Tuba, Sousaphone

The Tuba

The Tuba 

The tuba is a member of the family of aerophones, one of the Hornbostel-Sachs classification of instruments which use wind to produce sound through the vibration of blown air.

The tuba is built in both right and a left handed versions.

Diagram of the Tuba


Use of the Tuba

The tuba player performs seated. When standing, he supports the instrument with a neck strap. When seated, the left-handed Tuba leans to the player's right side with the tuba resting on the lap. The player supports the tuba with the right hand gripping the tubing toward the bottom right side of the bell tube or by reaching around the tuba gripping the left side tubing.

The left hand fingers are used to press the valve buttons to reach the different pitches of tones.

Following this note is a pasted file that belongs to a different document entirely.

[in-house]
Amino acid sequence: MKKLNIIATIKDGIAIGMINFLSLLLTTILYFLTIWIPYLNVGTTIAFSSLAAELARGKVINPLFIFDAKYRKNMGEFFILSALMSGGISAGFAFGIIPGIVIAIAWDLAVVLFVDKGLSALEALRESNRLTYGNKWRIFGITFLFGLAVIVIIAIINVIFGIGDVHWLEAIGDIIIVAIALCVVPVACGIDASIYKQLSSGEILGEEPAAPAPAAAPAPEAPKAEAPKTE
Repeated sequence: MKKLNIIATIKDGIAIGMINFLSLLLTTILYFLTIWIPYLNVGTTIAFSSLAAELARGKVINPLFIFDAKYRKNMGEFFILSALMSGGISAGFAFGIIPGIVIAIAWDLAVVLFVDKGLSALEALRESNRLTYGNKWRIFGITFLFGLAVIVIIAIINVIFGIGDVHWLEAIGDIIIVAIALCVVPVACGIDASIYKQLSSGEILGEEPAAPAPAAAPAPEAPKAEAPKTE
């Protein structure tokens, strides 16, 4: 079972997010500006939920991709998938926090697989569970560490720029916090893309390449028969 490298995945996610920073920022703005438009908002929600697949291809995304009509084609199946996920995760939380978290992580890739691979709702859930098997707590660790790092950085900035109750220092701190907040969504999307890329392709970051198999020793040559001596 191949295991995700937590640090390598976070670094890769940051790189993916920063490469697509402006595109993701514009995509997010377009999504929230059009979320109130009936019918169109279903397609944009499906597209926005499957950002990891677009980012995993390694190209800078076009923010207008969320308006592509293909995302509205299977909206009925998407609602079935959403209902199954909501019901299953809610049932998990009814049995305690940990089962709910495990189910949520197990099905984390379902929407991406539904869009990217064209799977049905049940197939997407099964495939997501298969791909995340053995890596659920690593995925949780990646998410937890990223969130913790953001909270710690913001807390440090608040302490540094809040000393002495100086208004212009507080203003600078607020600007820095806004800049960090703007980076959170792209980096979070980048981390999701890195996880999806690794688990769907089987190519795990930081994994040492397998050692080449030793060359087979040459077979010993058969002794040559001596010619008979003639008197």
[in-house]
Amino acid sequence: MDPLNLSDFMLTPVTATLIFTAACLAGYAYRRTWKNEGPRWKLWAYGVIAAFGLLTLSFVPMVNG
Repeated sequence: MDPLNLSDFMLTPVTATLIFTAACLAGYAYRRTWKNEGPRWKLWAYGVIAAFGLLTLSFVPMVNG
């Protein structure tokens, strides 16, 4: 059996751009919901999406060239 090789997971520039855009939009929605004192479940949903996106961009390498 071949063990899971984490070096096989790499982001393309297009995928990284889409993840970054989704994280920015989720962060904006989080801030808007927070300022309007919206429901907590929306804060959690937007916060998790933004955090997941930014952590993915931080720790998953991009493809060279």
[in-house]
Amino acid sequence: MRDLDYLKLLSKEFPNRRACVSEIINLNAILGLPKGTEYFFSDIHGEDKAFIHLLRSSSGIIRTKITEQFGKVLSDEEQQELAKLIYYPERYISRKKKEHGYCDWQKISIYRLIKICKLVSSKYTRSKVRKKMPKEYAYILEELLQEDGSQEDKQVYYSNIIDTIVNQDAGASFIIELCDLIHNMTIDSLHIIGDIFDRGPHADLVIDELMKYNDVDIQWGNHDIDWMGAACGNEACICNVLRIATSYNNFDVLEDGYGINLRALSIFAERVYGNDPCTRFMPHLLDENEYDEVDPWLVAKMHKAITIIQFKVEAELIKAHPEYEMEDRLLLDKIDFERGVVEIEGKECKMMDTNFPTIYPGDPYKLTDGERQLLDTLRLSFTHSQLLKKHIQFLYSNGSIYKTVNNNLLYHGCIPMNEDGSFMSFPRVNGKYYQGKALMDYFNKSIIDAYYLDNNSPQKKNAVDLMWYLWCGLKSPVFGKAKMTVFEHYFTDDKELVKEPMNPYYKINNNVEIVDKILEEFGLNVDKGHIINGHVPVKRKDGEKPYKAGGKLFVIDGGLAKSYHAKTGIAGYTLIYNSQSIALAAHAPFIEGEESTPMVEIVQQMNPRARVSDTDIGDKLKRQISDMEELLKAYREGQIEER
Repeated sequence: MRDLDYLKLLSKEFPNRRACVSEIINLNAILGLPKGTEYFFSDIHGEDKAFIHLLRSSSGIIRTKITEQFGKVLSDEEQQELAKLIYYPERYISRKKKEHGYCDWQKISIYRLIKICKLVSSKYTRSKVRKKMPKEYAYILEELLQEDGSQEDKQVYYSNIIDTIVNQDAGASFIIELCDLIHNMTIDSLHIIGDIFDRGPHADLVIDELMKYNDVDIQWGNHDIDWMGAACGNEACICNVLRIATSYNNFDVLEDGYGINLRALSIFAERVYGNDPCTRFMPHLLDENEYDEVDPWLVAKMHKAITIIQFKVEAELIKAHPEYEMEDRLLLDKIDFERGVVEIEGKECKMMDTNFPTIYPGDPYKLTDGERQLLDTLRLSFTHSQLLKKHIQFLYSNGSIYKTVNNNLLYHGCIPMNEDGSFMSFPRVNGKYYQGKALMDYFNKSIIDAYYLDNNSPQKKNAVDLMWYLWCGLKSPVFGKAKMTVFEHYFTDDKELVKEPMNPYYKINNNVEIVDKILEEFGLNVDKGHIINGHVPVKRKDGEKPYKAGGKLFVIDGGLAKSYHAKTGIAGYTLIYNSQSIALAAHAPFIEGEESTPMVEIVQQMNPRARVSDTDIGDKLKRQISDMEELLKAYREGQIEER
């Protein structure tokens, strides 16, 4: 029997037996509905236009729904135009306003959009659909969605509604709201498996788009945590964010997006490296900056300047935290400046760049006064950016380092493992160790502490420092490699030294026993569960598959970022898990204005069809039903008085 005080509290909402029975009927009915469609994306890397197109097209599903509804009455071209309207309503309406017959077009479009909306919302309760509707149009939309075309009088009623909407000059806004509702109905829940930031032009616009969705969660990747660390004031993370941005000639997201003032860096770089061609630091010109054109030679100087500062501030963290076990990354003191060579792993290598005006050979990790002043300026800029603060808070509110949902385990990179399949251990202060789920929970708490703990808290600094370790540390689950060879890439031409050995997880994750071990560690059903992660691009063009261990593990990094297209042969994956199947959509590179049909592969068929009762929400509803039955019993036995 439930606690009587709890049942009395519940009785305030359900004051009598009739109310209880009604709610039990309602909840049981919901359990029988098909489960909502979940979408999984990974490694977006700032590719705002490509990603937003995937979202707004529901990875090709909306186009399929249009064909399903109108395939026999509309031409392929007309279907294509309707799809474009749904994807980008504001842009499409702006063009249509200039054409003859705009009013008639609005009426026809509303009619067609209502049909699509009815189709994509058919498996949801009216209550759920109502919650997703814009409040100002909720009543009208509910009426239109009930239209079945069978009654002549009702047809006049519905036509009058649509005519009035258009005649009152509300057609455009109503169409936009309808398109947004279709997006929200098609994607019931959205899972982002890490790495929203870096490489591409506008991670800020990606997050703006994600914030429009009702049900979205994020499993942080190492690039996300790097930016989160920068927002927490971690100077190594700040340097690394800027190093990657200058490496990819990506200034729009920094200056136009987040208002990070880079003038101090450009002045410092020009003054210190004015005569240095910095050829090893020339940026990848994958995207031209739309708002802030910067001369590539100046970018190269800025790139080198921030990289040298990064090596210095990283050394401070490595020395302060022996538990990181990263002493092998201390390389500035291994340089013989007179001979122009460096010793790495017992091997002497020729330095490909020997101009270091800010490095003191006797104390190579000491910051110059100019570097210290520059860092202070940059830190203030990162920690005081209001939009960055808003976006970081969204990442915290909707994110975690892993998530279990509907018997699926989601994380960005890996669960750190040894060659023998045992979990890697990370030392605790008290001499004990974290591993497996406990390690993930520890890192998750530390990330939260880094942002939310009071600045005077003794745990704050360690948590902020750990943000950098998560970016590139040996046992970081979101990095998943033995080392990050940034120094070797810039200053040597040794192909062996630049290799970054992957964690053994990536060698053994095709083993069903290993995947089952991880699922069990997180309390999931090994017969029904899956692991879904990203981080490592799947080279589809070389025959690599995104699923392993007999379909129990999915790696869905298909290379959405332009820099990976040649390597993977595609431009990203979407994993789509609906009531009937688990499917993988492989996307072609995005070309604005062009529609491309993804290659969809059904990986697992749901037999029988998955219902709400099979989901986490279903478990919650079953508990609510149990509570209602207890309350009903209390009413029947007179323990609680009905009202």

When playing, the musician blows air into the mouthpiece while vibrating the lips. Increasing the amount and speed of the air enables higher notes to be reached.

Right-handed tubas are played the same as left-handed tubas but in opposite directions and swapped hands.


Similarly constructed instruments of the tuba family are the tuba, Wagner tuba, sousaphone, and the 'C' or contra-bass tuba. See the different types of tubas in the Brass Section.


Where in the Orchestra?

The Tubas are seated centrally toward the rear of the orchestra, right of the trumpets and left of the cellos. Typically two tubas or sousaphones are used.

Noteworthy Tuba Players

Gerard Hoffnung

John William Barber

William Bell

Roger Bobo